Boris Johnson’s kipper claim is a total red herring, says EU

Tory leadership candidate wrongly blames Brussels for packaging costs imposed on producers

Boris Johnson’s kipper is very much a red herring, Brussels says.

The Tory leadership contender’s brandishing of a kipper during a speech in London on Wednesday night to lambaste unnecessary EU regulation was completely misplaced, an EU Commission spokeswoman said on Thursday.

Regulating the packaging of processed food, as opposed to fresh fish, is a matter for national governments, she pointed out.

Johnson had claimed EU rules meant kippers from an Isle of Man producer could not be posted out to consumers without a plastic ice pillow, an extra cost burden on smokers.

Using the plastic-wrapped kipper as a prop to attack both the EU and Brexiteers in Ukip, he told the crowd of Conservative members in the final leadership hustings debate: “We will bring the kippers back. It’s not a red herring.”

The kipper producer, he claimed, was “utterly furious” at the packaging costs imposed on him by the EU.

“Pointless, expensive, environmentally-damaging health and safety, ladies and gentlemen,” Johnson said.

Debunking the former foreign secretary’s assertions, the EU spokeswoman said: “While the food business operator has an obligation to meet the microbiological requirements to ensure the safety of its food ... the sale of products from the food business operator to the final consumer is not covered by EU legislation on food hygiene.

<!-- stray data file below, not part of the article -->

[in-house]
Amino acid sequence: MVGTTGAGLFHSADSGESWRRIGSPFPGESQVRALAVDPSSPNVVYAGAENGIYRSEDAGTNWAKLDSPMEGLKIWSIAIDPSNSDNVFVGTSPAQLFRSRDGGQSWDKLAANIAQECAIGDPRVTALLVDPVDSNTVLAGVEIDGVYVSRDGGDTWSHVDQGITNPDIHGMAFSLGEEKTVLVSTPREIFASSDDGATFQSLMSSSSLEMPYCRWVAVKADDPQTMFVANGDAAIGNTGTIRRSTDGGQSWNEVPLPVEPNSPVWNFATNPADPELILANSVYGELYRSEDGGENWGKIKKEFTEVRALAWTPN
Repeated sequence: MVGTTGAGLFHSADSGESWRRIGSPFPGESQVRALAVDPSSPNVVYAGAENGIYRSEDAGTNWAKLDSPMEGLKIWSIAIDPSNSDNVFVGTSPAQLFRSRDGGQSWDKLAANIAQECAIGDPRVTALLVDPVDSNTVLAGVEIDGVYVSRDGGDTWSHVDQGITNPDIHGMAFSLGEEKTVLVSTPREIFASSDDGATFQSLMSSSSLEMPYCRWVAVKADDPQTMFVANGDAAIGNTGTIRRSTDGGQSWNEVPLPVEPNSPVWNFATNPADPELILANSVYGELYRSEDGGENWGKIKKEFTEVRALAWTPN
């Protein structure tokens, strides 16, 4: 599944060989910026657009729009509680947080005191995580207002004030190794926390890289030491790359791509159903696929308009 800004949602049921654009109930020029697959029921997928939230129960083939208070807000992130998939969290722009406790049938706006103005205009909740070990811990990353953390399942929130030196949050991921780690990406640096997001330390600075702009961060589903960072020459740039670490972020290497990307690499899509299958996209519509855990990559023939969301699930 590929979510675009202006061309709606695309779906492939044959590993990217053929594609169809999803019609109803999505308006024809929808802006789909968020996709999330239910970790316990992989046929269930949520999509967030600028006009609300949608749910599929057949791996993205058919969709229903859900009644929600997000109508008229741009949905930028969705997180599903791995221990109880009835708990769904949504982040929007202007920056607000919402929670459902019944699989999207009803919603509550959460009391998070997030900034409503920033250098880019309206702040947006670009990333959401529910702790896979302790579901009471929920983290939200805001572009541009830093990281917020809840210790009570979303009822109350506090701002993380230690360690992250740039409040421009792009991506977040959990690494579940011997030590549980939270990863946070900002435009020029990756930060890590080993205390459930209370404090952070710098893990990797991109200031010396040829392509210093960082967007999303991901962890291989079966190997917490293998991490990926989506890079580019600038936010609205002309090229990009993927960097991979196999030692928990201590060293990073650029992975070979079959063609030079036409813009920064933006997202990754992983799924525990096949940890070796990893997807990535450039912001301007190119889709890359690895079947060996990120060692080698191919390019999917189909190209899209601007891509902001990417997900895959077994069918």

“”The case described by Mr Johnson falls thus purely under UK national competence.”

Old Brussels hands say the claim brought back not-so-fond memories of Johnson’s days in Brussels as a Daily Telegraph correspondent in the 1990s. Then he pioneered a new form of Eurosceptic journalism epitomised by usually false claimsm, such as that Brussels was setting rules for the curvature of bananas.

What Johnson did not admit to his supporters on Wednesday, however, is that the decision of the UK to leave the EU will bring a prohibition on the export into the EU of kippers, and all animal-based products such as meat and cheese, unless they emanate from certified producers.

Travellers determined to continue to enjoy their traditional British breakfast on holiday in Spain will find kippers packed in their luggage confiscated at Calais.

Patrick Smyth

Patrick Smyth

Patrick Smyth is former Europe editor of The Irish Times